Column: Trump's speech on Iran delivered to three audiences

AP photo/Alex BrandonPresident Donald Trump walks to Marine One on the South Lawn of the White House, Thursday, in Washington. He was leaving for a campaign rally in Ohio.

President Donald Trump’s speech on Iran will not go down in memory as eloquent or inspiring, but it gave the world what it needed most: an opportunity for de-escalation. The U.S. president was unquestionably speaking to many audiences, and most should be more pleased than upset by what they heard.

For Americans, and the president’s supporters in particular, they heard a leader who remains resolute on Iran and unyielding in his objectives to have Iran end its nuclear weapons ambitions and its use of terrorism to destabilize the region and threaten American interests.

For Iranians, although Trump hardly offered an olive branch, the absence of threats of military force should be the key takeaway; it may be the first time the announcement of more sanctions would be welcome in Tehran. Moreover, in several parts of the speech, Trump referenced a desire to see a peaceful and prosperous Iran — without any obvious suggestion of regime change being the prerequisite.

Europeans may see the speech in mixed terms. They are likely to bristle at the president’s call for the other permanent members of the United Nations Security Council to abandon the nuclear deal. And they will be quite surprised by Trump’s announcement that he will ask NATO to do more in the Middle East — particularly after the United States gave its European allies no warning about the strike on Gen. Qasem Soleimani, which sharply changed the threat environment for the hundreds of British, German, Dutch, and others serving there.

But Europeans should look beyond those two major points.

First, the call to abandon the Iran nuclear deal is not as dramatic as it sounds. Given America’s withdrawal and Iran’s latest violations, it is hard to imagine that deal could be revived without a significant renegotiation of it. Instead, the more noteworthy sentences are the ones that came next: “We must all work together toward making a deal with Iran that makes the world a safer and more peaceful place. We must also make a deal that allows Iran to thrive and prosper, and take advantage of its enormous untapped potential.”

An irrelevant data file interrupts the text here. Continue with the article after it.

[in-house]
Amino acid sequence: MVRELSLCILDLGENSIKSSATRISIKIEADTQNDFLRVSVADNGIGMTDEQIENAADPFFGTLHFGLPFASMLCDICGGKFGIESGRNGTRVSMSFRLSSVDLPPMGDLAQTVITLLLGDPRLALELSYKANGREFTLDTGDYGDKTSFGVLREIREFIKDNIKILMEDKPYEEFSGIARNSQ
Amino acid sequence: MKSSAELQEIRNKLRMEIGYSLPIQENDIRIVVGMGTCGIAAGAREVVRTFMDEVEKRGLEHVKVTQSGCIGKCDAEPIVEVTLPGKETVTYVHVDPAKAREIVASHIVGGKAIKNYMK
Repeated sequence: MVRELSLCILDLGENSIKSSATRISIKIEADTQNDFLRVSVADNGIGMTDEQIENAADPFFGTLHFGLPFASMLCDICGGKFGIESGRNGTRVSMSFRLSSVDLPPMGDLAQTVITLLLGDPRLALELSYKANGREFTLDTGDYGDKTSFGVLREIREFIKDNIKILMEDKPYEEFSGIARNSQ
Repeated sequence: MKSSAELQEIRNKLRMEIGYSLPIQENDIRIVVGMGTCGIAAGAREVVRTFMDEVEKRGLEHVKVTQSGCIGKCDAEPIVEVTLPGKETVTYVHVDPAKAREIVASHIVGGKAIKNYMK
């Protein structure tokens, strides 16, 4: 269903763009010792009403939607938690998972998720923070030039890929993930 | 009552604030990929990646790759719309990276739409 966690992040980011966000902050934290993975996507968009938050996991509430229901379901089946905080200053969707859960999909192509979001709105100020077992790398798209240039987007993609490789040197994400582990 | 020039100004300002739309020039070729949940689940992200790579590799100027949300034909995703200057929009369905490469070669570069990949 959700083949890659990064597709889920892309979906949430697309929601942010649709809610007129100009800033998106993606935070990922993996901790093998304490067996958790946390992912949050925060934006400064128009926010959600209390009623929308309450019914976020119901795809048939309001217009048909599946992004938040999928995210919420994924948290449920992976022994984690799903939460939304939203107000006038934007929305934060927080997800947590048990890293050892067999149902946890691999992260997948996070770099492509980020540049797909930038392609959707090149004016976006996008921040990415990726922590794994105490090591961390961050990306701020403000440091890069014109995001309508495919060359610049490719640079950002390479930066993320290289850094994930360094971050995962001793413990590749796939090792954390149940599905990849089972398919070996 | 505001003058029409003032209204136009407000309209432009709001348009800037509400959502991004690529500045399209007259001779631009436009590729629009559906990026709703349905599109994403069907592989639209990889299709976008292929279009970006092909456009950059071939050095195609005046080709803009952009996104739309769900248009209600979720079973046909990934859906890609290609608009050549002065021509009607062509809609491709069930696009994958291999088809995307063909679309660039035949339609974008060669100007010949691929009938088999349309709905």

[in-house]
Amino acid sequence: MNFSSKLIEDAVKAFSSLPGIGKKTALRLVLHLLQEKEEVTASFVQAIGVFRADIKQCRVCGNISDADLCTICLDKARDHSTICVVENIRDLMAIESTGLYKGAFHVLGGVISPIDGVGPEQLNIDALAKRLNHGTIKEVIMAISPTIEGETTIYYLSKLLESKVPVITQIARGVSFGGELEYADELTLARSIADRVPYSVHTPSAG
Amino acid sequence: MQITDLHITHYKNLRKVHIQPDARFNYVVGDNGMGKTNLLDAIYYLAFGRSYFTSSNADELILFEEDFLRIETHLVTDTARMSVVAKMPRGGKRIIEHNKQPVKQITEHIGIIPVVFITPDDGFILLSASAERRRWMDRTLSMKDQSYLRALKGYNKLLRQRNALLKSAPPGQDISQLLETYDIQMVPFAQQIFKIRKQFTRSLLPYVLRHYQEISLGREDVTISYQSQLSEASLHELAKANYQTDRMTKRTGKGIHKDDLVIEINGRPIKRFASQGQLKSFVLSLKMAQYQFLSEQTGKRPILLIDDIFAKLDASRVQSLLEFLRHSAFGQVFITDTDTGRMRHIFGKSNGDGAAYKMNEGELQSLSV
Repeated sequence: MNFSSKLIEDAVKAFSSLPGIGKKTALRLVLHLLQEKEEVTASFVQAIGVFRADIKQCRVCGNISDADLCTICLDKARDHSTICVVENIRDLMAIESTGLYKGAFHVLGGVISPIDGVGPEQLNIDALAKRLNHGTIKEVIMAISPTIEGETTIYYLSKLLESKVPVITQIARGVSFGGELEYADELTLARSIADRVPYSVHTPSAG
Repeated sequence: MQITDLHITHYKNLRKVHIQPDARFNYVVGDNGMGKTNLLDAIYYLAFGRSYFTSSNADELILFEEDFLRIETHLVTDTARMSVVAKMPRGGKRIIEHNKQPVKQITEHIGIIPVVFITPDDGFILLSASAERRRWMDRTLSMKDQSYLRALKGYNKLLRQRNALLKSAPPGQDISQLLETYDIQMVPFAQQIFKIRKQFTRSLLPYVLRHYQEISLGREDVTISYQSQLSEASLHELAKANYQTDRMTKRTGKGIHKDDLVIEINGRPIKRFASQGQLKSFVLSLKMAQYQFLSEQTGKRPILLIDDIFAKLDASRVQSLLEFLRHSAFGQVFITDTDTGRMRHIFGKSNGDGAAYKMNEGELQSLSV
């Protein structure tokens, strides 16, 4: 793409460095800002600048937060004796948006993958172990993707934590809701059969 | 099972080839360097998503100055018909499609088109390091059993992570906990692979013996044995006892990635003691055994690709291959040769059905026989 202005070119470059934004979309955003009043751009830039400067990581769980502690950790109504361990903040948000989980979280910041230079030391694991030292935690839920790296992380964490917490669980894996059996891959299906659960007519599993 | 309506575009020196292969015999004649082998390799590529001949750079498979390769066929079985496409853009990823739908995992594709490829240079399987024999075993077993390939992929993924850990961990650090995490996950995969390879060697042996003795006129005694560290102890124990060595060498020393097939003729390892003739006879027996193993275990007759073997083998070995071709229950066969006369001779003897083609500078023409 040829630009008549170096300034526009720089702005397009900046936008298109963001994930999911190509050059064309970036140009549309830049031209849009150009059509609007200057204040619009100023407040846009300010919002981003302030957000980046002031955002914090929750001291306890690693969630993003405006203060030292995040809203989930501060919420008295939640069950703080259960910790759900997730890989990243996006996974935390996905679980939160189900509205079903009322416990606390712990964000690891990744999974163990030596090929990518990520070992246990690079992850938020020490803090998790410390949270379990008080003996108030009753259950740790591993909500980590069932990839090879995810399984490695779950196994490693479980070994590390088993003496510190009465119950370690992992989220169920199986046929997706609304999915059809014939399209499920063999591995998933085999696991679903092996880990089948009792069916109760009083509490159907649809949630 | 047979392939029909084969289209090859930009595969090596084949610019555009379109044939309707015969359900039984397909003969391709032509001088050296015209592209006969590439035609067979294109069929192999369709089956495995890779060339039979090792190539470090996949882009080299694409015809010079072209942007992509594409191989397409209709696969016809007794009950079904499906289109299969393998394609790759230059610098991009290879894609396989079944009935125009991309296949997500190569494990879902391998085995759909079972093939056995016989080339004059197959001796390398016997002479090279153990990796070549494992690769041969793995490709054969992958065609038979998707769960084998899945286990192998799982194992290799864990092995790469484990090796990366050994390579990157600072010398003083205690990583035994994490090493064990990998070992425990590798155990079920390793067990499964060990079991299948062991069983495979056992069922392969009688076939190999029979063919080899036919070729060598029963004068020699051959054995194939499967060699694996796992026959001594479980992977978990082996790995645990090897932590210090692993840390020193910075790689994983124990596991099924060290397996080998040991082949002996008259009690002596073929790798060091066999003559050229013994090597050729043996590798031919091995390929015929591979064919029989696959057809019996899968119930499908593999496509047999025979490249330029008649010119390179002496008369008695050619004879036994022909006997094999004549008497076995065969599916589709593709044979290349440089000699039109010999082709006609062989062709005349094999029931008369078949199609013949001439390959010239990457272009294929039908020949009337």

Europeans could and should take this as an invitation to do exactly what seven former European ministerial level officials called for in a statement on Jan. 8: To “urgently position European states as active mediators to de-escalate the situation.”

Second, the request to NATO should not be rejected out of hand. In fact, it may be the most useful suggestion contained in the speech overall.

The actions of the last week have precipitated a real crisis between the United States and Iraq — one in which the Iraqi parliament has passed a non-binding resolution calling for the eviction of all foreign forces in Iraq, including the 5,200 American soldiers currently operating there. It is not at all clear that this momentum can be completely reversed.

However, incorporating more Americans into the existing NATO training mission in Iraq could be a way to meet intense Iraqi political pressure for change in the status quo without removing all Americans from Iraqi soil.

Iraqis are likely to be the most disappointed of all the constituencies watching President Trump’s speech. The president lost an opportunity to calm the spike in U.S.-Iraq tensions that have followed the Soleimani killing.

Beyond being thankful that no Iraqi lives were lost in the Iranian attacks on U.S. bases last night, the president did not even mention Iraq. He could have instead communicated a series of important messages that may have allowed Baghdad and Washington to launch a slow, deliberative and analytical process to re-evaluate their relationship — rather than the emotional Iraqi calls for eviction and the emotional calls of the president for sanctions on Iraq.

There is still time to make the comments Iraqis want and need to hear. And a further, more practical gesture could also reinforce the de-escalatory intention behind the speech: approving the visa sought (and apparently denied) by Iranian Foreign Minister Javid Zarif to attend UN Security Council meetings in New York this week.

It will take more to dampen the crisis that has gripped the world for the last week. But there are enough positives in the president’s speech to build upon.

Meghan L. O’Sullivan is a Bloomberg columnist. She is a professor of international affairs at Harvard’s Kennedy School and is on the board of directors of the Council on Foreign Relations. She served on the National Security Council from 2004 to 2007.

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